How many inch of mercury in 1 foot of mercury?
The answer is 12.

We assume you are converting between **inch of mercury [0 °C]** and **foot of mercury [0 °C]**.

You can view more details on each measurement unit:

inch of mercury or
foot of mercury

The SI derived unit for **pressure** is the pascal.

1 pascal is equal to 0.00029529983071445 inch of mercury, or 2.4608319226204E-5 foot of mercury.

Note that rounding errors may occur, so always check the results.

Use this page to learn how to convert between inches of mercury and feet of mercury.

Type in your own numbers in the form to convert the units!

1 inch of mercury to foot of mercury = 0.08333 foot of mercury

10 inch of mercury to foot of mercury = 0.83333 foot of mercury

20 inch of mercury to foot of mercury = 1.66667 foot of mercury

30 inch of mercury to foot of mercury = 2.5 foot of mercury

40 inch of mercury to foot of mercury = 3.33333 foot of mercury

50 inch of mercury to foot of mercury = 4.16667 foot of mercury

100 inch of mercury to foot of mercury = 8.33333 foot of mercury

200 inch of mercury to foot of mercury = 16.66667 foot of mercury

You can do the reverse unit conversion from foot of mercury to inch of mercury, or enter any two units below:

inch of mercury to ton/square inch

inch of mercury to kip/square foot

inch of mercury to zeptobar

inch of mercury to petapascal

inch of mercury to dekapascal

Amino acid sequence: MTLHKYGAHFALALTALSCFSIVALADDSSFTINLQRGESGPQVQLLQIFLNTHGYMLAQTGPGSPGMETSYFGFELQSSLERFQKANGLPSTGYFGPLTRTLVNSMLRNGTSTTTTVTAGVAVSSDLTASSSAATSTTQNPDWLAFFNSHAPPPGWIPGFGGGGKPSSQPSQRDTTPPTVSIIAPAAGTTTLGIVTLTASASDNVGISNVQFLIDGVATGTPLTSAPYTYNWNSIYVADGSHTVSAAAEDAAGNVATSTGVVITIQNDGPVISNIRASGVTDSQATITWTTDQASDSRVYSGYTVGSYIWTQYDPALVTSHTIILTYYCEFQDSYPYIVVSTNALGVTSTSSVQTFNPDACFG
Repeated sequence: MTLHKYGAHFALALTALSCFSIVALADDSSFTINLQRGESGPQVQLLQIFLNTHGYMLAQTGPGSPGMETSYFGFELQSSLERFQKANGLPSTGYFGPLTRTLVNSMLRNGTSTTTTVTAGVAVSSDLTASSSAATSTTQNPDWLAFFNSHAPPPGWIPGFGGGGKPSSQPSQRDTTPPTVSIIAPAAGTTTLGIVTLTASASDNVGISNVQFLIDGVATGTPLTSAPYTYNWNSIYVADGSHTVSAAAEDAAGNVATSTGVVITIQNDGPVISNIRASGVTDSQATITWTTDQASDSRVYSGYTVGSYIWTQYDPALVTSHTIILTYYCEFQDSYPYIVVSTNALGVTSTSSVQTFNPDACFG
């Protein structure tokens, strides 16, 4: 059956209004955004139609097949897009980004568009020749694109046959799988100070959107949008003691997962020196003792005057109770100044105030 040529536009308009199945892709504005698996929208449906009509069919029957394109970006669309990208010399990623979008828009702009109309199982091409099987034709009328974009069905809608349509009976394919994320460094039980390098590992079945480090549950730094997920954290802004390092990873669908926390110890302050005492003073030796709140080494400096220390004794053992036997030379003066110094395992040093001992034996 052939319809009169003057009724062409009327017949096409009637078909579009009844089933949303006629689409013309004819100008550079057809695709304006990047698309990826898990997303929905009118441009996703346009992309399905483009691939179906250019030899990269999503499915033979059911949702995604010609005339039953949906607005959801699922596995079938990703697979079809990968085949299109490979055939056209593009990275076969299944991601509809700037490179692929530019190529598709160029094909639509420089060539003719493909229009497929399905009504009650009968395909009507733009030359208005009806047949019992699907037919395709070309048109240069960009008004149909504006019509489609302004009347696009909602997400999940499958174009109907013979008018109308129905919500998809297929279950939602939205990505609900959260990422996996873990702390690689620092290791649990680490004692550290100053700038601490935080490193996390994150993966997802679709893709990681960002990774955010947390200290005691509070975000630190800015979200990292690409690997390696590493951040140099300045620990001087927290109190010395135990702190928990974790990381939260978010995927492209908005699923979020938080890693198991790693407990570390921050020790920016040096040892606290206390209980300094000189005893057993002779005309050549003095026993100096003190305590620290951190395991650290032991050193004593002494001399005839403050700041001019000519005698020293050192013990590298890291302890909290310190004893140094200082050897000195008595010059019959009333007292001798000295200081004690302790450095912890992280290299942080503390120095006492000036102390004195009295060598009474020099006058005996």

inch of mercury to millimeter of mercury

inch of mercury to meter of head

inch of mercury to terabar

inch of mercury to micron mercury

inch of mercury to inch of water

Inches of mercury or inHg is a non-SI unit for pressure. It is still widely used for barometric pressure in weather reports and aviation in the United States, but is considered somewhat outdated elsewhere.

It is defined as the pressure exerted by a column of mercury of 1 inch in height at 32 °F (0 °C) at the standard acceleration of gravity.

1 inHg = 3,386.389 pascals at 0 °C.

Aircraft operating at higher altitudes (above 18,000 feet) set their barometric altimeters to a standard pressure of 29.92 inHg or 1,013.2 hPa (1 hPa = 1 mbar) regardless of the actual sea level pressure, with inches of mercury used in the U.S. and Canada. The resulting altimeter readings are known as flight levels.

Piston engine aircraft with constant-speed propellers also use inHg to measure manifold pressure, which is indicative of engine power produced.

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